Having already said it’s going to scale back the number of phones it releases from now on, HTC’s putting a lot of faith in its trio of MWC offerings, the One X, One S and One V. Running Ice Cream Sandwich and the folder-tastic latest version of the Sense UI, the quad and dual-core phones are HTC’s fastest (and sleekest) yet, with completely-overhauled cameras, and made from brand new materials last seen on racing cars and satellites. Satellites!
The one that will get most of you wet is the One X (above), a 4.7-inch unibody polycarbonate behemoth that HTC’s crammed a quad-core chipset into. The use of polycarbonate is a first for HTC, helping keep weight down while retaining its durability. A soft-touch back makes it noticeably HTC-in-design, and the micro-grills drilled into the frame for speakers is an example of the new direction HTC’s taking with its phones – supposedly it lessens speaker vibrations, which makes this a phone for audio enthusiasts who fall for Beats Audio-integration.
Available in both white and grey, the 4.7-inch screen has a 720p resolution, and inside, there’s 32GB of internal storage and NFC technology.
Let’s talk about the camera briefly, which is something worth marvelling about. It’s an 8-megapixel VSI sensor, but HTC has completely overhauled it, and the image chip which helps colour correct photos before converting them to jpegs. Boot-up time for the camera is 0.7 seconds, which should be a noticeable change for anyone previously frustrated with the lag. Auto-focusing has also been quickened to something HTC is calling “faster than a blink of the eye,” at 0.2 seconds (supposedly we blink our eyes at 0.3 second speeds).
The flash has also been improved, checking for distance between it and the subject, with up to seven different levels of flash brightness. A burst mode snaps up to 99 shots, just by holding the shutter button down. And excitingly, you can now also shoot photos while filming video.
HTC’s also generously signing its customers up with 25GB Dropbox accounts, for storing photos and other media in, such as music. Speaking of music, all music-related apps downloaded from the Market are now stored in a music “hub”, with everything Beats Audio-compatible now.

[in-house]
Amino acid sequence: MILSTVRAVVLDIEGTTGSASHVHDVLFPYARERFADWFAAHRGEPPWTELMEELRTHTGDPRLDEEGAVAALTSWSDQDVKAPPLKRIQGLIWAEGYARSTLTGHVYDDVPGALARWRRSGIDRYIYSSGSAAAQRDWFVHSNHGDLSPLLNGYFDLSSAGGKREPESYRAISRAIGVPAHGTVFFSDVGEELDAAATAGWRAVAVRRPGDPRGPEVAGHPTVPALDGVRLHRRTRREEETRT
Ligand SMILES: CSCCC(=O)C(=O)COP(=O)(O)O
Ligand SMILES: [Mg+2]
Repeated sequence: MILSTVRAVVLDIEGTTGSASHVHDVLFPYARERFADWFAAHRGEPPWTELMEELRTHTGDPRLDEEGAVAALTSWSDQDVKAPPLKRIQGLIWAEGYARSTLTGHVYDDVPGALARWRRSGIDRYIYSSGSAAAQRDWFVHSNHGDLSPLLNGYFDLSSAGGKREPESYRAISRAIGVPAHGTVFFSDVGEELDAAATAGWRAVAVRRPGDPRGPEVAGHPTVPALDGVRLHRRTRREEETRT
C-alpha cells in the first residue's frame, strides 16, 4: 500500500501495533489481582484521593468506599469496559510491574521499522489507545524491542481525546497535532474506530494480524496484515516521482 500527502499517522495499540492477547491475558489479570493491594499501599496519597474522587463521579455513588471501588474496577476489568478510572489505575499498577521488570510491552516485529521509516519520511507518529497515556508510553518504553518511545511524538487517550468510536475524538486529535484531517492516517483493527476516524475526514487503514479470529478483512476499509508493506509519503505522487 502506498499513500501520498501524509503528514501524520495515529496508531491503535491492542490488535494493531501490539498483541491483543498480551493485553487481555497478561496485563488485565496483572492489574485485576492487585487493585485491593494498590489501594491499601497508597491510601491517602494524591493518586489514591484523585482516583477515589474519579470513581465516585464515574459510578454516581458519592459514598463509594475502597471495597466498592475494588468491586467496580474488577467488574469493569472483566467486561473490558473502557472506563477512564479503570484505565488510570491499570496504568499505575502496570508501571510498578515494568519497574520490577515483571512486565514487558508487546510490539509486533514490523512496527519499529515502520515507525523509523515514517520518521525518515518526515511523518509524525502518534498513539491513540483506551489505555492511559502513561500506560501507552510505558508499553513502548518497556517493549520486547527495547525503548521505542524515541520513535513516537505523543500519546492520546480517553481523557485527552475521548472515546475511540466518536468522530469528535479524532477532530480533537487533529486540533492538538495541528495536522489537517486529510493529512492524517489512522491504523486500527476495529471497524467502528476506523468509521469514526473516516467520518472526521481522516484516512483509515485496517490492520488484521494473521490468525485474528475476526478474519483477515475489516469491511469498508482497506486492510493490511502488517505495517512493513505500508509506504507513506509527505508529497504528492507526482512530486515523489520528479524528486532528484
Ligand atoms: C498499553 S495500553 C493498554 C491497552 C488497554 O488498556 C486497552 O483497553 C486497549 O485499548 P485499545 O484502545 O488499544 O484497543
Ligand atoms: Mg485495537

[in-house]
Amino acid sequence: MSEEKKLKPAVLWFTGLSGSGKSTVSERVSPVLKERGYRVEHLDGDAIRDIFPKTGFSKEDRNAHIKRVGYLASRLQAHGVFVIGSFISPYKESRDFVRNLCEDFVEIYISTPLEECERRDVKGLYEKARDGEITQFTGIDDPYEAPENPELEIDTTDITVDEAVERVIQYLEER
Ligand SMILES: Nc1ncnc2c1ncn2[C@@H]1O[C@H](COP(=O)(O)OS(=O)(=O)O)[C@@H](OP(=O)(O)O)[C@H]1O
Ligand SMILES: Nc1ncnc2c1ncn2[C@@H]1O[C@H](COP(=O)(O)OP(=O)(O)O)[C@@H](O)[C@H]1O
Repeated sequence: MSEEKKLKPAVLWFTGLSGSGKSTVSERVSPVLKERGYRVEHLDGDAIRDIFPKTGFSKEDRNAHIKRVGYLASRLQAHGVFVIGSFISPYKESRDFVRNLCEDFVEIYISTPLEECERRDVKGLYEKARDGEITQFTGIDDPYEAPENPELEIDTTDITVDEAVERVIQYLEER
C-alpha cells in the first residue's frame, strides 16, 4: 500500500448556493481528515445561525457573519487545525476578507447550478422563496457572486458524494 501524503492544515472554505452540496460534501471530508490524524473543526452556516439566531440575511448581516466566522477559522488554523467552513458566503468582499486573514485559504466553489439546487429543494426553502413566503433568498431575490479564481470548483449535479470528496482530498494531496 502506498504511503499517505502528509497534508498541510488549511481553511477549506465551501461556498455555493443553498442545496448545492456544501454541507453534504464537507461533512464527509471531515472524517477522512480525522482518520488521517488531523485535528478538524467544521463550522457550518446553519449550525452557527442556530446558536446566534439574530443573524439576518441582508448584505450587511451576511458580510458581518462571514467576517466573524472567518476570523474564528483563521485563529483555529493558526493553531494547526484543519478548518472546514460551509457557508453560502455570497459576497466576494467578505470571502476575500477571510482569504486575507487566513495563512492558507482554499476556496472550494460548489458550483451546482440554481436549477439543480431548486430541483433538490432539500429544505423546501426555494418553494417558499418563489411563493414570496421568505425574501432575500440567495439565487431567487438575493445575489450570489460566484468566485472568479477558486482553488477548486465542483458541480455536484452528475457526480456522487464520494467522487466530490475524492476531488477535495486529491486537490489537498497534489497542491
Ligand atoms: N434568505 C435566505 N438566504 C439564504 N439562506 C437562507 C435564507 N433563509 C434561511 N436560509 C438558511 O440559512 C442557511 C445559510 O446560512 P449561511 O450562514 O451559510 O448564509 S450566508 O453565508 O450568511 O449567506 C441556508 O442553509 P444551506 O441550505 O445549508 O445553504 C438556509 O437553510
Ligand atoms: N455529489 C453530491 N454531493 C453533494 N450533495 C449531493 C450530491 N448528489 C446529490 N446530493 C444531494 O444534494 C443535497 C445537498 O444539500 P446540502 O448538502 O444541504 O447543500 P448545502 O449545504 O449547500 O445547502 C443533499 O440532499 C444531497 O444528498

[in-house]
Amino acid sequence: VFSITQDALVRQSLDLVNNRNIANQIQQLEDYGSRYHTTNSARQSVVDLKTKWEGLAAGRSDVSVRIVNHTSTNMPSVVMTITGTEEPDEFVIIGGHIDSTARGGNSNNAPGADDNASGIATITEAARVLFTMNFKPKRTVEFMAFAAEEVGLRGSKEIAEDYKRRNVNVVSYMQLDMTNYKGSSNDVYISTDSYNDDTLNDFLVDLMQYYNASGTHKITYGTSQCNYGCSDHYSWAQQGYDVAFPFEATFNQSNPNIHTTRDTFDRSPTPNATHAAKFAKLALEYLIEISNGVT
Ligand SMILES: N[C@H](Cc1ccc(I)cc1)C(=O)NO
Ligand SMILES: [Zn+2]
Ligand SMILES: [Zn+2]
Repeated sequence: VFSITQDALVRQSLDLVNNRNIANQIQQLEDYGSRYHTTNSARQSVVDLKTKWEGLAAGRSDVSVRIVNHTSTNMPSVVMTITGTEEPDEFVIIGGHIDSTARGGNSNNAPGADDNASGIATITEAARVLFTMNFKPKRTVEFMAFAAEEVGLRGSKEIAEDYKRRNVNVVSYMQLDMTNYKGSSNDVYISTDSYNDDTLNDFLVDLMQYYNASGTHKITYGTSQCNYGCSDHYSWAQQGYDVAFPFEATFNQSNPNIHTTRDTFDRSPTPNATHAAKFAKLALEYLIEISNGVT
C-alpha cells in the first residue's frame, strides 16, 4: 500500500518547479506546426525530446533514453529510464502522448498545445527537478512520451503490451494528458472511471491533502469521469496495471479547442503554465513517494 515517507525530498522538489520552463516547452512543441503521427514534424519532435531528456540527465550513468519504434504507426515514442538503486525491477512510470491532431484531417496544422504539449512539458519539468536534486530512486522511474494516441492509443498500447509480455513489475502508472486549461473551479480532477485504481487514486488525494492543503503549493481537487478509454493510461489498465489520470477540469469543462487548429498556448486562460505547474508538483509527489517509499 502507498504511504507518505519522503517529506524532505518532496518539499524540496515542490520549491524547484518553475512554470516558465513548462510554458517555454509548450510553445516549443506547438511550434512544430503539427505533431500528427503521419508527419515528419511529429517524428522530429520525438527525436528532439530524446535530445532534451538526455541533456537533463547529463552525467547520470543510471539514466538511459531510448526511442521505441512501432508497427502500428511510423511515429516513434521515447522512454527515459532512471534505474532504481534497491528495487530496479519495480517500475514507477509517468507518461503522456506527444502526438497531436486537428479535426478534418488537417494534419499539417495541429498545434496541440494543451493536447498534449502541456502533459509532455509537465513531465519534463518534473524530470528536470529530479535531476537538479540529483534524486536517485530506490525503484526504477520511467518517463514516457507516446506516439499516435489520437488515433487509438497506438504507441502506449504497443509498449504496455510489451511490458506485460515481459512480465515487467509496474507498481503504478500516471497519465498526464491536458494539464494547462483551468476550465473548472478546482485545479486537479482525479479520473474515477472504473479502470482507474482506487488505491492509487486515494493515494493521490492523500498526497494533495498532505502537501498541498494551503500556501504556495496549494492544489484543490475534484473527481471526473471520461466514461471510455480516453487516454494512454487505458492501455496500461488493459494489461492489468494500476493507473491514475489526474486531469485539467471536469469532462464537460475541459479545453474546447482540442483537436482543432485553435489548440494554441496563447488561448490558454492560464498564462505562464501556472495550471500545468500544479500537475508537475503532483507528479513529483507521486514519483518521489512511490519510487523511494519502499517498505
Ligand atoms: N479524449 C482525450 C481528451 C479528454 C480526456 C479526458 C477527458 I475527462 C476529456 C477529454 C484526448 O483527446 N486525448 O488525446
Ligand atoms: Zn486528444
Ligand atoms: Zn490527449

But back to the hardware, and the One S (above), which has a 4.3-inch AMOLED screen and runs off a 1.5GHz dual-core chipset. It’s 7.6mm thick, and has a 1620mAh battery. Created using a process only normally used with racing cars and satellites, the unibody shell is crafted from micro-arc-oxidising metal, and then bathed in a plasma field and electrocuted, carbonising it. This process makes it five times stronger than anodisation alone, according to HTC.
The third phone, the One V, harks back to the original HTC Legend design which everyone loved so much, with HTC saying “we got a lot of praise when we launched the Legend, so we thought it was about time we brought that design back, and into 2012.” Measuring 3.7-inches (so, larger than the Legend then), the One V is extremely thin at 6.7mm, and runs on a 1GHz dual-core processor. It comes in just one colour, metal grey — not quite as nice as the silvery Legend, and the addition of the exposed display (noticeable when you run your finger over it) makes for more underwhelming design, if I’m honest.
All three phones are said to be launching in the next two months (early April, then?), and will be joined with several accessories, the Media Link HD (which mirror-modes videos, Skype calls or media from your phone to the TV, by sliding three fingers up the screen), and the car stereo clip, which is a 3.5mm Bluetooth dongle that plugs into cars for easier navigation, internet radio and calling options.